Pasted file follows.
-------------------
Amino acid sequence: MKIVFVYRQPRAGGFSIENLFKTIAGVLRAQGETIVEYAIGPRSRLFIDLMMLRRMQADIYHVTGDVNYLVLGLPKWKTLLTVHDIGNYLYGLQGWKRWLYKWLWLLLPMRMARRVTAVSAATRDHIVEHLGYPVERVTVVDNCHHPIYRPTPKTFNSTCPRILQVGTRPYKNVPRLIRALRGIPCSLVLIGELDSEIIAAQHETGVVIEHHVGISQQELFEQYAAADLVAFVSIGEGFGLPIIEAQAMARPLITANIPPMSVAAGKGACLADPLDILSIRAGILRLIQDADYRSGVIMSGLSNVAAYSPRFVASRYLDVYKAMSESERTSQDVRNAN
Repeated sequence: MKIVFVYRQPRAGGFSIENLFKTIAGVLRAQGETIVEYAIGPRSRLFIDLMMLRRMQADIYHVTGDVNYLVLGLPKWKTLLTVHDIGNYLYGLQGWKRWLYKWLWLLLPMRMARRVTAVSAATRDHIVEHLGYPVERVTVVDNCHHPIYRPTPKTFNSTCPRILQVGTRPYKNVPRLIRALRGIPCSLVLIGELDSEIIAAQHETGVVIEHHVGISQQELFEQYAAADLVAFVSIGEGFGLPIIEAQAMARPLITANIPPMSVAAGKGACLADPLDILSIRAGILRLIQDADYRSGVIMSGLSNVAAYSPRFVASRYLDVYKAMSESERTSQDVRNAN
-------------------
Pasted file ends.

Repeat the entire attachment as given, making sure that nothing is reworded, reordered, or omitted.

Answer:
Amino acid sequence: MKIVFVYRQPRAGGFSIENLFKTIAGVLRAQGETIVEYAIGPRSRLFIDLMMLRRMQADIYHVTGDVNYLVLGLPKWKTLLTVHDIGNYLYGLQGWKRWLYKWLWLLLPMRMARRVTAVSAATRDHIVEHLGYPVERVTVVDNCHHPIYRPTPKTFNSTCPRILQVGTRPYKNVPRLIRALRGIPCSLVLIGELDSEIIAAQHETGVVIEHHVGISQQELFEQYAAADLVAFVSIGEGFGLPIIEAQAMARPLITANIPPMSVAAGKGACLADPLDILSIRAGILRLIQDADYRSGVIMSGLSNVAAYSPRFVASRYLDVYKAMSESERTSQDVRNAN
Repeated sequence: MKIVFVYRQPRAGGFSIENLFKTIAGVLRAQGETIVEYAIGPRSRLFIDLMMLRRMQADIYHVTGDVNYLVLGLPKWKTLLTVHDIGNYLYGLQGWKRWLYKWLWLLLPMRMARRVTAVSAATRDHIVEHLGYPVERVTVVDNCHHPIYRPTPKTFNSTCPRILQVGTRPYKNVPRLIRALRGIPCSLVLIGELDSEIIAAQHETGVVIEHHVGISQQELFEQYAAADLVAFVSIGEGFGLPIIEAQAMARPLITANIPPMSVAAGKGACLADPLDILSIRAGILRLIQDADYRSGVIMSGLSNVAAYSPRFVASRYLDVYKAMSESERTSQDVRNAN